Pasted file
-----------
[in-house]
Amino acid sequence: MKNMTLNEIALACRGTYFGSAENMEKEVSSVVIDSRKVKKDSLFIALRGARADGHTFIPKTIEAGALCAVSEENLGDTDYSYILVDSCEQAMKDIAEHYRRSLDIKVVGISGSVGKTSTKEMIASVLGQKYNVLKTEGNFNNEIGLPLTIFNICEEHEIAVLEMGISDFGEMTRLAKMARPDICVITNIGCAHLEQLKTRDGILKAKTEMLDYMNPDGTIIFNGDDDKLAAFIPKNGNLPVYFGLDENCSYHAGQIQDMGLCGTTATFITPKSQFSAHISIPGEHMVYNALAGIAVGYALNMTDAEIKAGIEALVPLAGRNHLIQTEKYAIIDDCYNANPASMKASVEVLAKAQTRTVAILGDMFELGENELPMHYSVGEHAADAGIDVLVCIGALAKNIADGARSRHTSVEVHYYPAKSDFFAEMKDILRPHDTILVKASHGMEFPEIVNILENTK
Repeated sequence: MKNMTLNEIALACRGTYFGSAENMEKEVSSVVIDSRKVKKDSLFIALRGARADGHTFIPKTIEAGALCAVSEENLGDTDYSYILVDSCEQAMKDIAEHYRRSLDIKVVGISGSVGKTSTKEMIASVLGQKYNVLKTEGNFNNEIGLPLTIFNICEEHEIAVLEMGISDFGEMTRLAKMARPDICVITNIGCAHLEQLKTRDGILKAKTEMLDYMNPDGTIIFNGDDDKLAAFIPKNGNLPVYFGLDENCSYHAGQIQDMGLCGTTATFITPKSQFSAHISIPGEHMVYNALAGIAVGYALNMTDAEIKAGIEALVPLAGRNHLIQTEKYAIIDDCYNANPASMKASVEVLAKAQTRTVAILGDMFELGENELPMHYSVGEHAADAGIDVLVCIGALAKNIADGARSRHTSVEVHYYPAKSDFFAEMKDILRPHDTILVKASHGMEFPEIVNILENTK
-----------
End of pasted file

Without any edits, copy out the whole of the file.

[in-house]
Amino acid sequence: MKNMTLNEIALACRGTYFGSAENMEKEVSSVVIDSRKVKKDSLFIALRGARADGHTFIPKTIEAGALCAVSEENLGDTDYSYILVDSCEQAMKDIAEHYRRSLDIKVVGISGSVGKTSTKEMIASVLGQKYNVLKTEGNFNNEIGLPLTIFNICEEHEIAVLEMGISDFGEMTRLAKMARPDICVITNIGCAHLEQLKTRDGILKAKTEMLDYMNPDGTIIFNGDDDKLAAFIPKNGNLPVYFGLDENCSYHAGQIQDMGLCGTTATFITPKSQFSAHISIPGEHMVYNALAGIAVGYALNMTDAEIKAGIEALVPLAGRNHLIQTEKYAIIDDCYNANPASMKASVEVLAKAQTRTVAILGDMFELGENELPMHYSVGEHAADAGIDVLVCIGALAKNIADGARSRHTSVEVHYYPAKSDFFAEMKDILRPHDTILVKASHGMEFPEIVNILENTK
Repeated sequence: MKNMTLNEIALACRGTYFGSAENMEKEVSSVVIDSRKVKKDSLFIALRGARADGHTFIPKTIEAGALCAVSEENLGDTDYSYILVDSCEQAMKDIAEHYRRSLDIKVVGISGSVGKTSTKEMIASVLGQKYNVLKTEGNFNNEIGLPLTIFNICEEHEIAVLEMGISDFGEMTRLAKMARPDICVITNIGCAHLEQLKTRDGILKAKTEMLDYMNPDGTIIFNGDDDKLAAFIPKNGNLPVYFGLDENCSYHAGQIQDMGLCGTTATFITPKSQFSAHISIPGEHMVYNALAGIAVGYALNMTDAEIKAGIEALVPLAGRNHLIQTEKYAIIDDCYNANPASMKASVEVLAKAQTRTVAILGDMFELGENELPMHYSVGEHAADAGIDVLVCIGALAKNIADGARSRHTSVEVHYYPAKSDFFAEMKDILRPHDTILVKASHGMEFPEIVNILENTK